The title "Three Billboards Outside Ebbing, Missouri" signals the catalyst unleashing the mayhem that follows. On bold red backgrounds, three billboard messages explicitly ask Sheriff William Willoughby why no one has been arrested months after the rape and murder of Angela, the teenage daughter of a grief-stricken Mildred Hayes who channels her all-consuming anger into, in Willoughby's words, a war.     

Like dominos falling and accelerating through a cascade of action and reaction, the plot follows a destructive expression of grief, violence and pain. Mildred is consumed and outraged. And yet, as her ex-husband's too young new girlfriend says, "Anger Begets Anger," something she read on a bookmark, while reading a book about polio or polo. She can't keep them straight and asks, "What's the one with horses?" This gives a hint at the grim humor intermixed with some anguished communication.

The perfect actress to express Mildred's distress is Frances McDormand. Words almost seem extraneous, so powerful is her non-verbal communication, but when the words do come rat-a-tat-tat from her, they are weapons that hit their targets. Wearing a headband as an homage to "The Deer Hunter," she is fierce, frightening and funny, thanks to the amazing writing and directing of Martin McDonagh. He expresses an uncompromised and unique perspective in his less than flattering assessment of human nature, also displayed in his "In Bruges" and "Seven Psychopaths." And yet he includes moments of profound emotion even as he strikes at important topics: domestic abuse, religion, and racism.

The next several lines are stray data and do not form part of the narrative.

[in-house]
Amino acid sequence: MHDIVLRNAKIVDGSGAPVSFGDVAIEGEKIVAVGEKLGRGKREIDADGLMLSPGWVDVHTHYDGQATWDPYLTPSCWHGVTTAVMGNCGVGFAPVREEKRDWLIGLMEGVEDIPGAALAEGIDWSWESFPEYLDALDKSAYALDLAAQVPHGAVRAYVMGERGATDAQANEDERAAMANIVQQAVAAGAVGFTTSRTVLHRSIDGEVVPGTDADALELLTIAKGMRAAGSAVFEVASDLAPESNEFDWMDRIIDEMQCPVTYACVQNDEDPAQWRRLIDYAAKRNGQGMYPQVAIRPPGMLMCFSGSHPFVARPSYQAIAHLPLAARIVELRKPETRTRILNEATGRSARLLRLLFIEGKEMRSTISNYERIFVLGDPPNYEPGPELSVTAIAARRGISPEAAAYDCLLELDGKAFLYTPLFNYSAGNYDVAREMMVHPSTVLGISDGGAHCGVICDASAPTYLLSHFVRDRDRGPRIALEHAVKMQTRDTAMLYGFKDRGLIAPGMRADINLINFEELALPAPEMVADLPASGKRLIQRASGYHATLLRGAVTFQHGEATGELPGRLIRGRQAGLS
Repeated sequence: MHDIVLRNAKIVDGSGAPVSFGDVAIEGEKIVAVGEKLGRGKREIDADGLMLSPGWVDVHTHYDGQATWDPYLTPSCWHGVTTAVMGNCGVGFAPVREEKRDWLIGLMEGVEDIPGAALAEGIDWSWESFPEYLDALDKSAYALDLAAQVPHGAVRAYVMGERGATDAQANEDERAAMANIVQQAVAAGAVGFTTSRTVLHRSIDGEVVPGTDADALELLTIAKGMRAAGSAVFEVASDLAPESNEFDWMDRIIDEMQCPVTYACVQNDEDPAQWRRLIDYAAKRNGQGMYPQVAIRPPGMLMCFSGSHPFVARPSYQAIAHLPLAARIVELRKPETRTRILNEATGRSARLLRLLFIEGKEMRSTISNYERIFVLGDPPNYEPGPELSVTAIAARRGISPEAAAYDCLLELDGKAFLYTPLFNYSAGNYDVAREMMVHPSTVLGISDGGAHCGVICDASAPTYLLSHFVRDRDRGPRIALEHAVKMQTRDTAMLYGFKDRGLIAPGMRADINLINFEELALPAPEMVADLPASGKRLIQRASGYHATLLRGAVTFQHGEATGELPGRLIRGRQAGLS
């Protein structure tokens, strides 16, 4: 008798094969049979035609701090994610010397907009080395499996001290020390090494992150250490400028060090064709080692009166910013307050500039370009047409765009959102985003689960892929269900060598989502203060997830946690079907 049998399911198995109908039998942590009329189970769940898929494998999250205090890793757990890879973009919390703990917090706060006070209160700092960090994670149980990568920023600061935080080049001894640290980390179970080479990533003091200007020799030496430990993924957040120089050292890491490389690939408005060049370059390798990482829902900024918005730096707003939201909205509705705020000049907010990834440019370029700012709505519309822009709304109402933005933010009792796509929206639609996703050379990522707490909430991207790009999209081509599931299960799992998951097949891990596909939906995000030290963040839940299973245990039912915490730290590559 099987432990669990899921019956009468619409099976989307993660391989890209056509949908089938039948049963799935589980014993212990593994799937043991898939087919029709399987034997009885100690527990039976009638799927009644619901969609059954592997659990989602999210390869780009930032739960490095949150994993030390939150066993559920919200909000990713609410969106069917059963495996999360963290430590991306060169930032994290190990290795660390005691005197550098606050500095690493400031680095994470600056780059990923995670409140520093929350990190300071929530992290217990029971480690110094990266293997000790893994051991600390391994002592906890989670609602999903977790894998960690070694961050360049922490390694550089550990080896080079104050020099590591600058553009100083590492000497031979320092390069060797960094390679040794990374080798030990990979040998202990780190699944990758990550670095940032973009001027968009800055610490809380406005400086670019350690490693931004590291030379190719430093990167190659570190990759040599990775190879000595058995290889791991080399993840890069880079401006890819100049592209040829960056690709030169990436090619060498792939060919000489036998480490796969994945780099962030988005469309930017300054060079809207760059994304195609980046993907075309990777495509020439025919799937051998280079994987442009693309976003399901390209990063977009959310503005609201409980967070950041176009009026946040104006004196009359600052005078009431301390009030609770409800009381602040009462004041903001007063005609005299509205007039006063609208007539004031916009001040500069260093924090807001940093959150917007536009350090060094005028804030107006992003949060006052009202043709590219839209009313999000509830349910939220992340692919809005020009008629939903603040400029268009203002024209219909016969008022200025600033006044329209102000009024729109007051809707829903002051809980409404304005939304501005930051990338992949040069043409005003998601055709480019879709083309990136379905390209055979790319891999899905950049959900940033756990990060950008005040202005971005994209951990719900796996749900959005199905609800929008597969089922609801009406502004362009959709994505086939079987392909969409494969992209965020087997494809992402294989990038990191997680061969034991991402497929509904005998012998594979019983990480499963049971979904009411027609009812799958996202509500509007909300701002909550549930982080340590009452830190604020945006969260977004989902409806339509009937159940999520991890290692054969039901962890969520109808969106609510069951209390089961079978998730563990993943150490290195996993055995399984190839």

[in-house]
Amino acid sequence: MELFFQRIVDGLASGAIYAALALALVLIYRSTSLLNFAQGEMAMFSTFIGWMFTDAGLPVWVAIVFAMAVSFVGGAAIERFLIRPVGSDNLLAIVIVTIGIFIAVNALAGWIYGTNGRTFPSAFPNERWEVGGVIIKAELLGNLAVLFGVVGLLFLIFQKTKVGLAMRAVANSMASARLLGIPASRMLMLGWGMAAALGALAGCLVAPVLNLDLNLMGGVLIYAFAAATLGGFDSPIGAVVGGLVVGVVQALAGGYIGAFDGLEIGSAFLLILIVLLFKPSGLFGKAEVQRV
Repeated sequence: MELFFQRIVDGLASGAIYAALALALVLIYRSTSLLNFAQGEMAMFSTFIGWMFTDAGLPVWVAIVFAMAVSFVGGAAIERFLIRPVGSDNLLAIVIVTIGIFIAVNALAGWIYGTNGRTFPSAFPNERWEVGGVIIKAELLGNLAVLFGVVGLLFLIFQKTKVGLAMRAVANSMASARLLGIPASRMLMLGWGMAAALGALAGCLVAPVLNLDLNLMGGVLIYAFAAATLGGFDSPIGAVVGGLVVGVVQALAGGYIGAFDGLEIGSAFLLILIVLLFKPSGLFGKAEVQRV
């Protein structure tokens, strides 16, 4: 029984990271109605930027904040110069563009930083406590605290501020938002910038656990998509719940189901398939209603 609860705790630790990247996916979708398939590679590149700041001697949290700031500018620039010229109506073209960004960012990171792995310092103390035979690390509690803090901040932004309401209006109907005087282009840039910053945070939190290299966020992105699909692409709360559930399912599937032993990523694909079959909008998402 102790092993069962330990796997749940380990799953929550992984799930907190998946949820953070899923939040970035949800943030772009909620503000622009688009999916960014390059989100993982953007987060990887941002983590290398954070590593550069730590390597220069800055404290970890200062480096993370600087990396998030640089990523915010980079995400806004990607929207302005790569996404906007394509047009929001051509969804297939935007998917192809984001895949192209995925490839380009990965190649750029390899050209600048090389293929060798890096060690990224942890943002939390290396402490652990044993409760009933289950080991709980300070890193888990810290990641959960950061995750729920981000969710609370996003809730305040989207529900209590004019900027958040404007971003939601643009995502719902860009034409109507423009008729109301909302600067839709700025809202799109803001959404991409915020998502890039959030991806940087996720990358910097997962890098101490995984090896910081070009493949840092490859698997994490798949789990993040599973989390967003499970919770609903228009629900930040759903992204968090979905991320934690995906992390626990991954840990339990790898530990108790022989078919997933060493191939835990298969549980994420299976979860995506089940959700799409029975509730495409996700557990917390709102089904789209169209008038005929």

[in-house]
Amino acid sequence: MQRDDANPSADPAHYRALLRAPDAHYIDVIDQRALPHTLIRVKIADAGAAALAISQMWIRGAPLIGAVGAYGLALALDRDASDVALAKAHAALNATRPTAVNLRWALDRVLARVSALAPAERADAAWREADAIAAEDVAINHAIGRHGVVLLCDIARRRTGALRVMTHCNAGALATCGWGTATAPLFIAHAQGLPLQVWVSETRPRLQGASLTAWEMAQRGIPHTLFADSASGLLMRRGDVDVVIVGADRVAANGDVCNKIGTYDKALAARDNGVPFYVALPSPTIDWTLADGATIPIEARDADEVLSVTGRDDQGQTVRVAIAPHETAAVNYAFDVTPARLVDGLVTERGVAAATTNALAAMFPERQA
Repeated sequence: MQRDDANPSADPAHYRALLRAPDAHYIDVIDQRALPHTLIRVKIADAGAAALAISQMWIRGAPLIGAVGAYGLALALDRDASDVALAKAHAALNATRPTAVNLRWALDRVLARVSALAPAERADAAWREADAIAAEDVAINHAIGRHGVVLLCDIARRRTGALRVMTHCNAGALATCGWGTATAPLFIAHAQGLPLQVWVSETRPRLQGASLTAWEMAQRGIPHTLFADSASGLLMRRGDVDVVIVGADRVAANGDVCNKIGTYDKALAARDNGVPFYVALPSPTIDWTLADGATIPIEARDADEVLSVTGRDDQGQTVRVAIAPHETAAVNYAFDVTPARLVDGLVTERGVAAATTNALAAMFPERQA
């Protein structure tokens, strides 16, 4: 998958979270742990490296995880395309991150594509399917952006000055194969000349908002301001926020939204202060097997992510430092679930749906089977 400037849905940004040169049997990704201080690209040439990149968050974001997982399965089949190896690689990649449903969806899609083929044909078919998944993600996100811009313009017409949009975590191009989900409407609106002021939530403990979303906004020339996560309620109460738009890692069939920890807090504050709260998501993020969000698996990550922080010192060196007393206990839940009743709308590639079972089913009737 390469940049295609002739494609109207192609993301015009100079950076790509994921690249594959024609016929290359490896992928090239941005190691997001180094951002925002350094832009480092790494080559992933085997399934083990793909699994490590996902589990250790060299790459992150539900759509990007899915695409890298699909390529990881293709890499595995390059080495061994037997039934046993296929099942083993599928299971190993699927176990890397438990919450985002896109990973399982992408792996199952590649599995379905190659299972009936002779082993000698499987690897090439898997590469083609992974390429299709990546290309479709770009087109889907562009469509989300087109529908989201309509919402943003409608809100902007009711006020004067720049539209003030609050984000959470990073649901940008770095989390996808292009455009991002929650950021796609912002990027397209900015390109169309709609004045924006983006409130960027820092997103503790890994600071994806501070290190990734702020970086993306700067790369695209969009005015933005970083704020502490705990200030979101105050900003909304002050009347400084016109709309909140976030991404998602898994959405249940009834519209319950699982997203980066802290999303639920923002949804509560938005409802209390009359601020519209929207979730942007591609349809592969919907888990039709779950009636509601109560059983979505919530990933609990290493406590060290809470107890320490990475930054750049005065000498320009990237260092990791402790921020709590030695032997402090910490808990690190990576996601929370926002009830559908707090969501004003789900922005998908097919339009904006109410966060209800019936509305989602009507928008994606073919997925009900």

The supporting characters--unique and memorable--are played flawlessly by a dream cast. Woody Harrelson is Sheriff Willoughby; Sam Rockwell is Dixon, the unhinged mommy-boy deputy; Lucas Hedges is Robbie, Mildred's embarrassed son; Peter Dinklage is a friend, and Caleb Landry Jones is Red Welby who mans the outdoor advertising office.   

Carter Burwell's score and Ben Davis' cinematography add masterful technical support. "Three Billboards Outside Ebbing, Missouri" won Toronto Film Festival's People's Choice Award and has racked up eleven British Independent Film Award nominations. "Three Billboards" screens at Landmark's Plaza Frontenac Cinema, the Hi-Pointe Cinema, and other local cinemas. Check local listings.

 

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